The impact of EPA’s Clean Power Plan and other major Clean Air Act (CAA) actions on jobs in the coal mining industry was the subject of a suit by Murray Energy Corporation and others, which asserted that the Agency did not meet its nondiscretionary duty under CAA Section 321(a) to evaluate what effects those actions have on employment.
In October 2016, a U.S. District Court judge found in favor of the plaintiffs and ordered the Agency to file a plan and schedule to meet its Section 321(a) obligation. The EPA did file a plan and schedule, which the district court rejected and, subsequently, ordered the Agency to follow a remedial plan and schedule the district court itself devised. The EPA appealed the ruling—both the finding that it had failed to meet its nondiscretionary duty and the remedial ruling—to the U.S. Court of Appeals for the 4th Circuit. On June 29, 2017, a 4th Circuit panel found that the district court had misinterpreted Section 321(a), found in favor of the EPA, and ordered the case dismissed.
Section 321(a) Evaluations
The core of the case is in the specific language of Section 321(a), which states:
“The [EPA] Administrator shall conduct continuing evaluations of potential loss or shifts of employment which may result from the administration or enforcement of the provision of this chapter and applicable implementation plans, including where appropriate, investigating threatened plant closures or reductions in employment allegedly resulting from such administration or enforcement.”
In defending itself against the charge that it did not meet the “continuing evaluation” obligation, the Agency told the courts that it had developed 64 regulatory impact analyses, economic impact analyses, white papers, and other reports that collectively demonstrated compliance with Section 321(a) insofar as the Agency’s actions were affecting employment. But the district court responded that these documents did not comply with the section because they did not assess the actual, site-specific employment effects of CAA implementation.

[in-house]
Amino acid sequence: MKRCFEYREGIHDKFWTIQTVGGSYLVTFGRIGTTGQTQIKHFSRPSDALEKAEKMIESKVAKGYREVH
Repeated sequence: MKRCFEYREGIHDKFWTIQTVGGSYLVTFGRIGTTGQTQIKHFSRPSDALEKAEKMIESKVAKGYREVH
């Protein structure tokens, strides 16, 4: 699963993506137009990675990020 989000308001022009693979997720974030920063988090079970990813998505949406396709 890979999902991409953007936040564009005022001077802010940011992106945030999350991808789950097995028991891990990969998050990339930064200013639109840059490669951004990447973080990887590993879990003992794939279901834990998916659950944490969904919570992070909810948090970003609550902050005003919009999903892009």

But according to the 4th Circuit panel, the statutory language of Section 321(a) does not impose on the EPA the kind of duty the district court found in the section. The panel focused on the phrase “continuing evaluation,” which implies a “a broad, open-ended statutory mandate” that demands “the exercise of agency judgment.” Moreover, the statutory language covers all CAA actions—in the panel’s words, “the entire set of actions administering and enforcing the CAA.”
“Perhaps most importantly, the required evaluations are not confined to a discrete time period, but instead are to be conducted on a continuing basis,” said the panel. “The open-ended nature of Section 321(a)’s command is further confirmed by what the statute does not say. Section 321(a) calls for evaluations without, for the most part, specifying guidelines and procedures relevant to those evaluations. Furthermore, Section 321(a) establishes no start-dates, deadlines, or any other time-related instructions to guide the EPA’s continuous evaluation efforts.”
“The EPA is thus left with considerable discretion in managing its section 321(a) duty,” concluded the panel. “The agency gets to decide how to collect a broad set of employment impact data, how to judge and examine this extensive data, and how to manage these tasks on an ongoing basis. A court is ill-equipped to supervise this continuous, complex process.”
The panel backed up this view by noting that other sections of the CAA do have discrete directives accompanied by specific guidance on matters of content, procedure, and timing. “Section 321(a) fails to offer such clear instructions that could serve as a solid basis for judicial review,” said the panel.
Accordingly, the panel vacated the district court’s opinion and ordered it to dismiss Murray’s suit.
The opinion in Murray Energy Corp. et al. v. EPA is here.